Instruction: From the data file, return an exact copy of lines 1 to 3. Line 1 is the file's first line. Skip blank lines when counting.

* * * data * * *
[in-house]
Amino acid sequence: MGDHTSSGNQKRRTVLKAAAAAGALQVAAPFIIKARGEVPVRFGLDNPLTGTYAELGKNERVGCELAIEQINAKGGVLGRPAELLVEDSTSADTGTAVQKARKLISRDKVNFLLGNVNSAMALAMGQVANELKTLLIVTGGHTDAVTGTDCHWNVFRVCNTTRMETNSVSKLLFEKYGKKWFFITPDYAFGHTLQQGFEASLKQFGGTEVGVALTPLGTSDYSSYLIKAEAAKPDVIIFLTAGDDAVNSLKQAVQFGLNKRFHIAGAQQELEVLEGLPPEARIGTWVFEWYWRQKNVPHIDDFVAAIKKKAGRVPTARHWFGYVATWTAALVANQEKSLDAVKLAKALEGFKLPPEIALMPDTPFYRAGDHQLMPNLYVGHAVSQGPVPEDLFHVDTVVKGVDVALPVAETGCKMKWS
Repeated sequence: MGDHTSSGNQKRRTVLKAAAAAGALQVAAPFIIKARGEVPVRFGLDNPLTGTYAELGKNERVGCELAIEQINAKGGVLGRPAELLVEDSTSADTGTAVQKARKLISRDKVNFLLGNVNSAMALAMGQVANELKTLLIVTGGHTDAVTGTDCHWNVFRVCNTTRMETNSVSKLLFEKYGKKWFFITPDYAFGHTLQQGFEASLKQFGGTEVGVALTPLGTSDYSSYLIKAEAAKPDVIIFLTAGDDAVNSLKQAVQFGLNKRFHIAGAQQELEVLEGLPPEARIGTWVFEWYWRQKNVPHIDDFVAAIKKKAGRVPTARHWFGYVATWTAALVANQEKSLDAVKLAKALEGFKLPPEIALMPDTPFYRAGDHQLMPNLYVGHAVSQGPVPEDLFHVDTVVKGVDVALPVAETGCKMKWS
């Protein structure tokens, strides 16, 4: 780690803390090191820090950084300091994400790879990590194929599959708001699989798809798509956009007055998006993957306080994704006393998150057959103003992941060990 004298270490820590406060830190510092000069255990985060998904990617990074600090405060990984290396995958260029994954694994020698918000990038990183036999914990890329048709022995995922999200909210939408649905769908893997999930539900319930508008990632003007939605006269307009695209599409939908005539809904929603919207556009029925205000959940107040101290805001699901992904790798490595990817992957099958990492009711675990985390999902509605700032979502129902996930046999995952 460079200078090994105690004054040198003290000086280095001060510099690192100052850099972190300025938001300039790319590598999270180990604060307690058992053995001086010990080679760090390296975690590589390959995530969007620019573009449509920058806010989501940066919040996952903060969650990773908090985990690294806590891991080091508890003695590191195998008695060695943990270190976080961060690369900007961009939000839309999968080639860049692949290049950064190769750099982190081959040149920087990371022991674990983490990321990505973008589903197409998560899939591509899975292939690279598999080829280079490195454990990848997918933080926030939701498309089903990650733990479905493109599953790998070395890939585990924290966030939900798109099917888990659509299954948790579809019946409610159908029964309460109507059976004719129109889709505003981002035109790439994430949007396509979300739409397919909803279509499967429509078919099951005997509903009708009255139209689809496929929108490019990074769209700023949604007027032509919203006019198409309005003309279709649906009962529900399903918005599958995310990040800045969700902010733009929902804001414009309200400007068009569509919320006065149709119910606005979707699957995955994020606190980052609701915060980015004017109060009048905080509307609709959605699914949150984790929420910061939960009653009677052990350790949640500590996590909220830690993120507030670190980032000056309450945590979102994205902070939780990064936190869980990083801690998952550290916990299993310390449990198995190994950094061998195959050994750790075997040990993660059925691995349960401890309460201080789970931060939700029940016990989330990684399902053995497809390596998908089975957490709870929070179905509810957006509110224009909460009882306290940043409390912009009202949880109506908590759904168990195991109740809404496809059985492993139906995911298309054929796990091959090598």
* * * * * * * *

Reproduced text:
[in-house]
Amino acid sequence: MGDHTSSGNQKRRTVLKAAAAAGALQVAAPFIIKARGEVPVRFGLDNPLTGTYAELGKNERVGCELAIEQINAKGGVLGRPAELLVEDSTSADTGTAVQKARKLISRDKVNFLLGNVNSAMALAMGQVANELKTLLIVTGGHTDAVTGTDCHWNVFRVCNTTRMETNSVSKLLFEKYGKKWFFITPDYAFGHTLQQGFEASLKQFGGTEVGVALTPLGTSDYSSYLIKAEAAKPDVIIFLTAGDDAVNSLKQAVQFGLNKRFHIAGAQQELEVLEGLPPEARIGTWVFEWYWRQKNVPHIDDFVAAIKKKAGRVPTARHWFGYVATWTAALVANQEKSLDAVKLAKALEGFKLPPEIALMPDTPFYRAGDHQLMPNLYVGHAVSQGPVPEDLFHVDTVVKGVDVALPVAETGCKMKWS
Repeated sequence: MGDHTSSGNQKRRTVLKAAAAAGALQVAAPFIIKARGEVPVRFGLDNPLTGTYAELGKNERVGCELAIEQINAKGGVLGRPAELLVEDSTSADTGTAVQKARKLISRDKVNFLLGNVNSAMALAMGQVANELKTLLIVTGGHTDAVTGTDCHWNVFRVCNTTRMETNSVSKLLFEKYGKKWFFITPDYAFGHTLQQGFEASLKQFGGTEVGVALTPLGTSDYSSYLIKAEAAKPDVIIFLTAGDDAVNSLKQAVQFGLNKRFHIAGAQQELEVLEGLPPEARIGTWVFEWYWRQKNVPHIDDFVAAIKKKAGRVPTARHWFGYVATWTAALVANQEKSLDAVKLAKALEGFKLPPEIALMPDTPFYRAGDHQLMPNLYVGHAVSQGPVPEDLFHVDTVVKGVDVALPVAETGCKMKWS